Describe the Differences Between Dependency Techniques and Interdependency Techniques
Multiple regression, or multiple linear regression, is the most widely used multivariate technique and is often used in forecasting. It's something you can do yourself using Microsoft Excel's Analysis ToolPak add-in. If you've ever done linear regression in Excel using a scatter plot chart, then you understand that Excel adds a line to the chart to predict what will happen based on changes in a single independent variable. That is a regression line showing the relationship between the variables. If advertising increases, for example, the regression line typically shows that sales increase. Multiple regression does the same thing. However, it has two or more independent variables instead of one. For example, instead of showing only the relationship between sales and advertising, it can show other variables, such as price, the day of the week or changes to the GDP. Multiple regression can show you which of these variables, or a combination of variables, is most closely tied to increases in sales. iscriminant function analysis is used to classify observations or people into different groups. A good example of this is classifying potential customers based on how much they are likely to spend. Suppose you want to identify who is more likely to buy from you within the next year after subscribing to your weekly newsletter. Using discriminant function analysis, you can apply several variables to your current customers, such as their gender, age and income level, all compared to the amount they spent in the past year. This analysis should give you different combinations of variables that make one person more likely to become a major customer than another. Then, when you get new subscribers who are in the "big spender" category, you can offer them different incentives than someone who is in the "little spender" category.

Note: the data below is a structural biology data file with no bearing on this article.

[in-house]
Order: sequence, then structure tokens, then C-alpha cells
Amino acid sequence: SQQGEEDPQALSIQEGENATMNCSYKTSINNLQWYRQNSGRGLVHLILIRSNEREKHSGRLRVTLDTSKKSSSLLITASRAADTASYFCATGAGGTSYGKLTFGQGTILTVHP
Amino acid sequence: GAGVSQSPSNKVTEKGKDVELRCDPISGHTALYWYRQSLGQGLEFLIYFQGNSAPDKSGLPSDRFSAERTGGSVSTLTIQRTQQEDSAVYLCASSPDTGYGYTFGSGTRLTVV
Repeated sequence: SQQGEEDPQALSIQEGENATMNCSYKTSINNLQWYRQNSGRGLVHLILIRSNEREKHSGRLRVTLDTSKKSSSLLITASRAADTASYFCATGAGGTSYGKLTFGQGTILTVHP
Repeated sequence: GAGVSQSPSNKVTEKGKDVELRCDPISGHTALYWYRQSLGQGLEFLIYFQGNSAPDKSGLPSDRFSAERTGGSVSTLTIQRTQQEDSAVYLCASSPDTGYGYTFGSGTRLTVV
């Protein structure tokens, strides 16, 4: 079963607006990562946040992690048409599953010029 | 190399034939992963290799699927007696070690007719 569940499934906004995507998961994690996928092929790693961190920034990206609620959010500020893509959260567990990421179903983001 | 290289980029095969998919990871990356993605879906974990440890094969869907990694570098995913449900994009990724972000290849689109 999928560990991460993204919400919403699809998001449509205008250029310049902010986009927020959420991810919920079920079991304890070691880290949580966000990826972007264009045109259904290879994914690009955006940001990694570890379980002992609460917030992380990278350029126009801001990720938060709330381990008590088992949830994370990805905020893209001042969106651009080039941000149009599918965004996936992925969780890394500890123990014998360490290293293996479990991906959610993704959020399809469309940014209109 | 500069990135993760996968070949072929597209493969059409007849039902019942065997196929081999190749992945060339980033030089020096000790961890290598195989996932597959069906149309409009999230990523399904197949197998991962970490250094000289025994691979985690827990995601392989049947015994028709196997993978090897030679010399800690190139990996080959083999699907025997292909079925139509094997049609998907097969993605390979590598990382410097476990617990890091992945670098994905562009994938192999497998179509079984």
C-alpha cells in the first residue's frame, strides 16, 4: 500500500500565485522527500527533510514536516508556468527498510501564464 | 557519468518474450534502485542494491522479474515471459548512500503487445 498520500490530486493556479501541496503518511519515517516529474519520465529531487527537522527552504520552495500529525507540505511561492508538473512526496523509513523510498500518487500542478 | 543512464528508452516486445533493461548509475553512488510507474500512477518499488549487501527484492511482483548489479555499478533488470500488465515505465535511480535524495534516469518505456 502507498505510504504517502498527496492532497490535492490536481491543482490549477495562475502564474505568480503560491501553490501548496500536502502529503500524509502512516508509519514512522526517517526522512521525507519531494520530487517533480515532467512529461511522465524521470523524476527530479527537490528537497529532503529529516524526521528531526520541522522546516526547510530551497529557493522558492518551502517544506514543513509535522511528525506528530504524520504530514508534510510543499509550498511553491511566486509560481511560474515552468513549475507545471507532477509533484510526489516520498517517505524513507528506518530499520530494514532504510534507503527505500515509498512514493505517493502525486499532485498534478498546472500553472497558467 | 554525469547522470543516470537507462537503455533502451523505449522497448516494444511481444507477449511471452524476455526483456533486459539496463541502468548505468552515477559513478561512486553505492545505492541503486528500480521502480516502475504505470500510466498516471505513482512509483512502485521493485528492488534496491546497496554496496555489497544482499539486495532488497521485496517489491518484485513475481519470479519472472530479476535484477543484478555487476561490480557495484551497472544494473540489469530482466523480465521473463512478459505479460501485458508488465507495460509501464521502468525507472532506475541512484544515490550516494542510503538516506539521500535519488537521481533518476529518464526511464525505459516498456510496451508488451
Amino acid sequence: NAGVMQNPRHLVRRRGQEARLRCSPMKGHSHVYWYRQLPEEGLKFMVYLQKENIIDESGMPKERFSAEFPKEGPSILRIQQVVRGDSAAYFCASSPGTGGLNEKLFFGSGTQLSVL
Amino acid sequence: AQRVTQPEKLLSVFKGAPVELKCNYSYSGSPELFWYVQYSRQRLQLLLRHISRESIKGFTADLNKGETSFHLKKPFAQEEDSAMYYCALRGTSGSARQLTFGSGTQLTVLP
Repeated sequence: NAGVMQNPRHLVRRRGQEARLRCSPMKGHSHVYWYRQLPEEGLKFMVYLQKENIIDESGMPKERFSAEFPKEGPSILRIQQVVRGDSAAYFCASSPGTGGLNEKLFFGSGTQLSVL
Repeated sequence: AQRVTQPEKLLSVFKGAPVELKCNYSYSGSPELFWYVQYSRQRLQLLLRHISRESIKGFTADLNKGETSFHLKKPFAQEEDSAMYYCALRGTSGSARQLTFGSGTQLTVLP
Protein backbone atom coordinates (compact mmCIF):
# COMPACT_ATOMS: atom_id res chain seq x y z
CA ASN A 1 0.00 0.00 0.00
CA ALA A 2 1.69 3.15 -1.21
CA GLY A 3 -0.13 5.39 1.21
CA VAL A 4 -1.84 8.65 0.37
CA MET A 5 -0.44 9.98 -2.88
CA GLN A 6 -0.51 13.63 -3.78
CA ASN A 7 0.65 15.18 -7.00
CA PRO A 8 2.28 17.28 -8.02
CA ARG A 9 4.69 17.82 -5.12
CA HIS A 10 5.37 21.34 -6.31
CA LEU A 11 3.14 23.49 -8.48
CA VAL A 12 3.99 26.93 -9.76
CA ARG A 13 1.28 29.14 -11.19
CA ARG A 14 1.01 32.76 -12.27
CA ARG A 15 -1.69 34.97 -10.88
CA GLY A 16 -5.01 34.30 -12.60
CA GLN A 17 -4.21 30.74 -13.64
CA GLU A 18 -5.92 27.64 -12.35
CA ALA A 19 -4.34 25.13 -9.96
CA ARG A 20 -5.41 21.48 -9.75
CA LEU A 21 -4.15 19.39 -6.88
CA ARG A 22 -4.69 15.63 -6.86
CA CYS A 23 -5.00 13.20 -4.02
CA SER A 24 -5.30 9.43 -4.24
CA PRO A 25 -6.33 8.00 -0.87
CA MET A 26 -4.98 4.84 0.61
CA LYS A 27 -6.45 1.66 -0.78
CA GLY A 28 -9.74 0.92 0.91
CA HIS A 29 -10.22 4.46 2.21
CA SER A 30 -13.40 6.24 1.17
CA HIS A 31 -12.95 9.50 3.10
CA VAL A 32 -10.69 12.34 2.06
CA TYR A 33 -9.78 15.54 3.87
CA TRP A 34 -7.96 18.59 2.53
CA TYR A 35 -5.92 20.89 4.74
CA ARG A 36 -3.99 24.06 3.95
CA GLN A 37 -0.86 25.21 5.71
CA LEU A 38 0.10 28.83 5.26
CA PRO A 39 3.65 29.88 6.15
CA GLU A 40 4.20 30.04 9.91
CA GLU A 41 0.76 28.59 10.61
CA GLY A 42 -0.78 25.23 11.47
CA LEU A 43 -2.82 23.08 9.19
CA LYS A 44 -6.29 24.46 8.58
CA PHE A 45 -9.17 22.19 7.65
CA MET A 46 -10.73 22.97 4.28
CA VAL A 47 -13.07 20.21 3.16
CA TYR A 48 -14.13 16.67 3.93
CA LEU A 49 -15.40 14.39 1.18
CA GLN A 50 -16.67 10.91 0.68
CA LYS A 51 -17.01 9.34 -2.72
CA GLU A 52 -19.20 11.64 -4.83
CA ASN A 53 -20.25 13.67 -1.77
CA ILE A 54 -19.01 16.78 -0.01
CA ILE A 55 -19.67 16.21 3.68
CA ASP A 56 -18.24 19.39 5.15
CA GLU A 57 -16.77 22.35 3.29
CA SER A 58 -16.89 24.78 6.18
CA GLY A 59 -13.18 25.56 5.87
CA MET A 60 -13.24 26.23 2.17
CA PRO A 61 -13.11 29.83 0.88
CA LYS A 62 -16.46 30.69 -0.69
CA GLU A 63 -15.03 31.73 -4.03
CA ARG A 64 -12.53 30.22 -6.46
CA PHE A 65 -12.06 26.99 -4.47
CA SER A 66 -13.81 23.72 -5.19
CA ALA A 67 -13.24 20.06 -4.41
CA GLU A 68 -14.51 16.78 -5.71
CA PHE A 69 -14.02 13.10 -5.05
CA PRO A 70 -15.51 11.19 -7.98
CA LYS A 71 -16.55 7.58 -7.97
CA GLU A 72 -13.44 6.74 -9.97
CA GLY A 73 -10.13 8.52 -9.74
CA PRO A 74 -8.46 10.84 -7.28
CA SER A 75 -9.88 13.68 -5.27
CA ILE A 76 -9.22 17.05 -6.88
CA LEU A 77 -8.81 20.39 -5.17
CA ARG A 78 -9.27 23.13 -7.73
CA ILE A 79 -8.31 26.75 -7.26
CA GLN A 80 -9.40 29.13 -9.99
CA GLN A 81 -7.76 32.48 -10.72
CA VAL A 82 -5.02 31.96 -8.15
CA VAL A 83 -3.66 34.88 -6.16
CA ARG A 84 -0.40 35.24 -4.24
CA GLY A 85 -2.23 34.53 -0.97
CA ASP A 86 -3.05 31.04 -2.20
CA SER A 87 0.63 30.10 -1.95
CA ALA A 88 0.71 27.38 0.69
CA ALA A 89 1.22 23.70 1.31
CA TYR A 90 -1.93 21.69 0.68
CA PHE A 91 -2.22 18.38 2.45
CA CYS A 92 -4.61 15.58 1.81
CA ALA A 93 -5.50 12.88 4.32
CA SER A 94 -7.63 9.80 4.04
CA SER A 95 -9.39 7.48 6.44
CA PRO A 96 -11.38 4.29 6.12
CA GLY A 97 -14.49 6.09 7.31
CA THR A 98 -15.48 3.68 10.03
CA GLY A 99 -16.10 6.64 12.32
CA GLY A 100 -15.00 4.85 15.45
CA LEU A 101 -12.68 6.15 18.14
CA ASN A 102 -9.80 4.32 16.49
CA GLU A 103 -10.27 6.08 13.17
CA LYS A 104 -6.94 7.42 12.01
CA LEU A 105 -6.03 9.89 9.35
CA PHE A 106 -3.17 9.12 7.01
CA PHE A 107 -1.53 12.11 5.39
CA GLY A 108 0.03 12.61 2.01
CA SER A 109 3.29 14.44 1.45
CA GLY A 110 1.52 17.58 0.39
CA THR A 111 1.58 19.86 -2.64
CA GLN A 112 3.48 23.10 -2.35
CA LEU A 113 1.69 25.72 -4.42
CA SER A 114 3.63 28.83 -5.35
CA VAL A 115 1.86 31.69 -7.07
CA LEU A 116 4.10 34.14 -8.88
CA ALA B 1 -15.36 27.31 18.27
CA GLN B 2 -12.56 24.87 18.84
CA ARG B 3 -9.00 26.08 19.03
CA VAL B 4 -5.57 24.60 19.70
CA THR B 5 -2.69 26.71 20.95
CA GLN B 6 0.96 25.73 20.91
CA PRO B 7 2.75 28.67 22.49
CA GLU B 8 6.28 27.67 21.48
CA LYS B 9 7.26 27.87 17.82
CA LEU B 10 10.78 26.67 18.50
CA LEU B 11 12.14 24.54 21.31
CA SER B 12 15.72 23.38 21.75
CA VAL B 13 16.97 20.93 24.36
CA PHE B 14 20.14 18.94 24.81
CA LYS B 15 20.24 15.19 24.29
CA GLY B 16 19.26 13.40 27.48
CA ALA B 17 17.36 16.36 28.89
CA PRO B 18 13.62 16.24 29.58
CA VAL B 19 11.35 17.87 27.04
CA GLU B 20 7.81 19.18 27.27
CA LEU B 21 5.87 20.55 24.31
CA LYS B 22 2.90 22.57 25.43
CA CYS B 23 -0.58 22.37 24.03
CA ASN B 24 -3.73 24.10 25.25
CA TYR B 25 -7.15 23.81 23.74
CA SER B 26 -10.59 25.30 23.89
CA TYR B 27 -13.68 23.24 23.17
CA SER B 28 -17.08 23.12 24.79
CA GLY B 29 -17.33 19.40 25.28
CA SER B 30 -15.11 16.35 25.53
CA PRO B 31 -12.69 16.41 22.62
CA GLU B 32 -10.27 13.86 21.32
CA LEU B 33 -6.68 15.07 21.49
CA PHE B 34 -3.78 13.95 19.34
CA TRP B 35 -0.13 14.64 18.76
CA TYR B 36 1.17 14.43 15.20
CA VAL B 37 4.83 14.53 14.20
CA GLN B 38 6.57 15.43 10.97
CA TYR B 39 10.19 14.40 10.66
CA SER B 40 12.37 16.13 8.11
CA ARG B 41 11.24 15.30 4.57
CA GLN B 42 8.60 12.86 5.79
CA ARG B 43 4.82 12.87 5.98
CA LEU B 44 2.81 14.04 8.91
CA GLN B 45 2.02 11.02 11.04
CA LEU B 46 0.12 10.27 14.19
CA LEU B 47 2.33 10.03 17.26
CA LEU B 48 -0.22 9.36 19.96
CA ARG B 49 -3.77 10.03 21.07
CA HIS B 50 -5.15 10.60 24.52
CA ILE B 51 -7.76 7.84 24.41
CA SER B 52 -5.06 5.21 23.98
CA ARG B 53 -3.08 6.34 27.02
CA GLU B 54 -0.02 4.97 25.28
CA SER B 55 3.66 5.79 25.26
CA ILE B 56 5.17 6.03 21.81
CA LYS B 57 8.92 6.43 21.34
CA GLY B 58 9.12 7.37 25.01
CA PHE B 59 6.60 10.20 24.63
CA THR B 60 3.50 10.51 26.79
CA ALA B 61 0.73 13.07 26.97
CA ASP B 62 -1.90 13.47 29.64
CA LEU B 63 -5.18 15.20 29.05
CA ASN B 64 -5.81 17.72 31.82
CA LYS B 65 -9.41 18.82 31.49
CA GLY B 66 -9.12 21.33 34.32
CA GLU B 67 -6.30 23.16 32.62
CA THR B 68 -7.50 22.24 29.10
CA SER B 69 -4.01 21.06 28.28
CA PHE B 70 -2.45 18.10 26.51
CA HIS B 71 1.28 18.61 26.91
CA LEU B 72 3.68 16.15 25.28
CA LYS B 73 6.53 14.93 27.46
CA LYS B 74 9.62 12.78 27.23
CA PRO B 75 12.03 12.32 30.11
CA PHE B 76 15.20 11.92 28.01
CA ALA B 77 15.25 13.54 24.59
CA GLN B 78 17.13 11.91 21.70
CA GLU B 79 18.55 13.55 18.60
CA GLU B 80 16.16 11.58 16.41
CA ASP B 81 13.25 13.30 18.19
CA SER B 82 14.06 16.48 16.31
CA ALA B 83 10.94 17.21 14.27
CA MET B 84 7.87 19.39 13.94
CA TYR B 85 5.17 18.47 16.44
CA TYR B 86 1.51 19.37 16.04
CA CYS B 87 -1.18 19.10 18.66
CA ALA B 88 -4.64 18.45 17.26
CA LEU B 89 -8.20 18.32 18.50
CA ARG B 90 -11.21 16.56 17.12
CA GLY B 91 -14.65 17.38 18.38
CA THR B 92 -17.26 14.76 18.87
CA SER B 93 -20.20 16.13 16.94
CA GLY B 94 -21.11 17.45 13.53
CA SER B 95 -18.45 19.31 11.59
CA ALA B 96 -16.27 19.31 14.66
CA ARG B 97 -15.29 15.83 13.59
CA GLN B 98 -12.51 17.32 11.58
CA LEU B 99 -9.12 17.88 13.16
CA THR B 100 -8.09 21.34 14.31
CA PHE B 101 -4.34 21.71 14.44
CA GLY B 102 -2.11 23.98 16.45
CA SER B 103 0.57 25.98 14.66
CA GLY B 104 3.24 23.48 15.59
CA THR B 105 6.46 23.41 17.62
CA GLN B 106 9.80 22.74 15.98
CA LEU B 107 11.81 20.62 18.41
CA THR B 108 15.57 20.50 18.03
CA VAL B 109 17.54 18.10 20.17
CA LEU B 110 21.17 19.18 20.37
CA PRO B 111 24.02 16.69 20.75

Multivariate analysis in a broad sense is the set of statistical methods aimed simultaneously analyze datasets. That is, for each individual or object being studied, analyzed several variables. The essence of multivariate thinking is to expose the inherent structure and meaning revealed within these sets if variables through application and interpretation of various statistical methods (Afifi A, May S, 2011).
Such an approach was arguably suitable for a certain period in history, but as we develop into a new era marked by tightening global interdependence—from the immense exponential human population growth to the worldwide interconnection of our economies, technologies and cultures—the more we see that a competitive, individualistic approach in an interdependent reality leads to crises on all scales: personal, social, global and ecological.
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Afifi A, May S, Clark VA. Practical Multivariate Analysis, Fifth Edition. Boca Raton, FL: CRC Press, 2011.